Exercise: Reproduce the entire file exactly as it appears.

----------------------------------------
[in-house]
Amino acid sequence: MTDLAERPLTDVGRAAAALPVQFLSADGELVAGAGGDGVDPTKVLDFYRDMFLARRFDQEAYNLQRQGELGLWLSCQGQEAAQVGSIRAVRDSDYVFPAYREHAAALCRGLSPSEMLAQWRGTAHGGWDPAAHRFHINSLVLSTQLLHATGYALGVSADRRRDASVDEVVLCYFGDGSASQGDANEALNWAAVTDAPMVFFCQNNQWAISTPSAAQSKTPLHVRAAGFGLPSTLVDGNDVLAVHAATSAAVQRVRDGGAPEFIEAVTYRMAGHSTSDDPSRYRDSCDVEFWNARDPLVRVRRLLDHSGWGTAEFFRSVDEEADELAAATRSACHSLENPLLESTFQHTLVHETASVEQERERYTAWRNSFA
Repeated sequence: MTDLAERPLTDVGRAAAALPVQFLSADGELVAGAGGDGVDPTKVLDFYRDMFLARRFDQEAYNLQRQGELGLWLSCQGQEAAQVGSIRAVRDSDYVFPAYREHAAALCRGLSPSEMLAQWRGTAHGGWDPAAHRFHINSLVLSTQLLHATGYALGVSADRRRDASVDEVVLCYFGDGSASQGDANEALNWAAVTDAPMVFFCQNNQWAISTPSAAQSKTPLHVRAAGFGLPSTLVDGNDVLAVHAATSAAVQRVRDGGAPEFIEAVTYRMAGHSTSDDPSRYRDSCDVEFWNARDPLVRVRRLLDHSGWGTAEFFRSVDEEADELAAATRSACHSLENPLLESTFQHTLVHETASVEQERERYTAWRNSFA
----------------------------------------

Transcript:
[in-house]
Amino acid sequence: MTDLAERPLTDVGRAAAALPVQFLSADGELVAGAGGDGVDPTKVLDFYRDMFLARRFDQEAYNLQRQGELGLWLSCQGQEAAQVGSIRAVRDSDYVFPAYREHAAALCRGLSPSEMLAQWRGTAHGGWDPAAHRFHINSLVLSTQLLHATGYALGVSADRRRDASVDEVVLCYFGDGSASQGDANEALNWAAVTDAPMVFFCQNNQWAISTPSAAQSKTPLHVRAAGFGLPSTLVDGNDVLAVHAATSAAVQRVRDGGAPEFIEAVTYRMAGHSTSDDPSRYRDSCDVEFWNARDPLVRVRRLLDHSGWGTAEFFRSVDEEADELAAATRSACHSLENPLLESTFQHTLVHETASVEQERERYTAWRNSFA
Repeated sequence: MTDLAERPLTDVGRAAAALPVQFLSADGELVAGAGGDGVDPTKVLDFYRDMFLARRFDQEAYNLQRQGELGLWLSCQGQEAAQVGSIRAVRDSDYVFPAYREHAAALCRGLSPSEMLAQWRGTAHGGWDPAAHRFHINSLVLSTQLLHATGYALGVSADRRRDASVDEVVLCYFGDGSASQGDANEALNWAAVTDAPMVFFCQNNQWAISTPSAAQSKTPLHVRAAGFGLPSTLVDGNDVLAVHAATSAAVQRVRDGGAPEFIEAVTYRMAGHSTSDDPSRYRDSCDVEFWNARDPLVRVRRLLDHSGWGTAEFFRSVDEEADELAAATRSACHSLENPLLESTFQHTLVHETASVEQERERYTAWRNSFA